The College of New Jersey has been awarded a $935,000 National Science Foundation Major Research Instrumentation grant to enhance the college’s nationally recognized engagement of undergraduate student research.
The funds from the grant will be used to purchase and upgrade equipment in the Electronic Laboratory for Science and Analysis (ELSA) High Performance Computing cluster, a state-of-the-art resource that meets the computational needs of the Schools of Science and Engineering.
The new equipment will aid students and faculty with addressing artificial intelligence and other recent trends in technology.
“One of the things we’ve seen is this big emergence of tools such as ChatGPT, which are rooted in machine learning and artificial intelligence,” said Joe Baker, associate professor of chemistry and lead investigator on grant. “So, one of the components of the cluster that we are enhancing is adding high-powered graphical processing units, which will enable us to be at the cutting edge of those types of research.”
Beyond the research laboratory, science faculty incorporate ELSA in their teaching, exposing 800-1000 TCNJ undergraduates to advanced computing each year.
“These students are learning how to develop algorithms and how to analyze and visualize data. They’re learning how to engage in computational research that spans domains from biophysics and astrophysics, to biology and genomics,” Baker said. “Training in computation is vital today for students across the sciences because these techniques are being applied in all of our disciplines. Having a resource like ELSA at TCNJ ensures that our students are receiving the best training for their future careers.”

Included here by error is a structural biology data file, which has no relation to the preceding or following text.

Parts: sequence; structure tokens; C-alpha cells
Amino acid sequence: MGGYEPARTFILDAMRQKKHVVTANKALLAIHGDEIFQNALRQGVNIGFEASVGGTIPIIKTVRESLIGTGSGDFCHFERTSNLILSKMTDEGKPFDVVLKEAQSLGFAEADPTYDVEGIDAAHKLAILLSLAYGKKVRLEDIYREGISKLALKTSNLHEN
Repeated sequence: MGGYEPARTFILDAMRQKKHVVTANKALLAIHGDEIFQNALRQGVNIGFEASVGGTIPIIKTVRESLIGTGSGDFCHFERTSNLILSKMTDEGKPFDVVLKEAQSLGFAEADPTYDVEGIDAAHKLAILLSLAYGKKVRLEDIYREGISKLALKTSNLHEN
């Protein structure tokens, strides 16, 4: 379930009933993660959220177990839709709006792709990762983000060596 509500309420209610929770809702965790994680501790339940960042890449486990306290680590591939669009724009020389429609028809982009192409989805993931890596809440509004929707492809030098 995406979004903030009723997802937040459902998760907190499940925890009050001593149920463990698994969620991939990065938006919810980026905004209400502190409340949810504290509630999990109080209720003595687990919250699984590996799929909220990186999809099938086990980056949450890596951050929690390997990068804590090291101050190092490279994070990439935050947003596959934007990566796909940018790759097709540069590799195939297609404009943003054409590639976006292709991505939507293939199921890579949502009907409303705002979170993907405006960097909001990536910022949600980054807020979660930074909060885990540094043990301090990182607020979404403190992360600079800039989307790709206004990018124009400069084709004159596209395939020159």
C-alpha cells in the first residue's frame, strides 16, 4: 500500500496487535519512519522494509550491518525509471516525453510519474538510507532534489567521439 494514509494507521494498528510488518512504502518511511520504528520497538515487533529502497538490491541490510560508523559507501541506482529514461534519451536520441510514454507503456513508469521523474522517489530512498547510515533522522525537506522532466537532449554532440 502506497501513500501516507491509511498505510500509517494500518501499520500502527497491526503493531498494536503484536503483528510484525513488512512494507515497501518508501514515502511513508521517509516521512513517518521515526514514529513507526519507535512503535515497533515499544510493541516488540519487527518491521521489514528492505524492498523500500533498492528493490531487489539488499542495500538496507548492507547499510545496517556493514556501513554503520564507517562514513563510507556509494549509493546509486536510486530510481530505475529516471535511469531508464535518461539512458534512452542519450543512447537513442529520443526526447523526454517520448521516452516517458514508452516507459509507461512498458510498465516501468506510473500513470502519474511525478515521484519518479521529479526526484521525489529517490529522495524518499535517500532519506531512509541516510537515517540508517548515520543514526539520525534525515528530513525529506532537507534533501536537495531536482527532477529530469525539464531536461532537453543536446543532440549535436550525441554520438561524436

Shawn Sivy, HPC system administrator at the college, oversees the purchasing and integration of the new technology and supports users of the cluster. He believes the grant will have a major impact on the instrument.
“As the amount of scientific data increases, researchers are turning to machine learning and artificial intelligence to select the best data to focus their work,” Sivy said. “This grant will allow TCNJ to upgrade ELSA with the latest computing, GPU, and high-speed storage technologies to chew through mountains of data and crunch numbers in a way that no desktop computer can do today.”
The grant also will allow TCNJ to continue to be part of a larger NSF initiative called the Open Science Grid Consortium, which builds and operates a set of pools of shared computing and data capacity for distributed high-throughput computing and the advancement of open science.
“Being a member of the OSG consortium plugs us into a prestigious national infrastructure, further expanding the broad range of problems that the cluster is being used to solve,” Baker said. “The wide range of problems that computing can be used to tackle underscores how computational methods find their way into all aspects of our lives through modern science and engineering. And it underscores the importance of training our students to be able to understand and use these tools, which our expert faculty at TCNJ can do with this fantastic supercomputing facility.”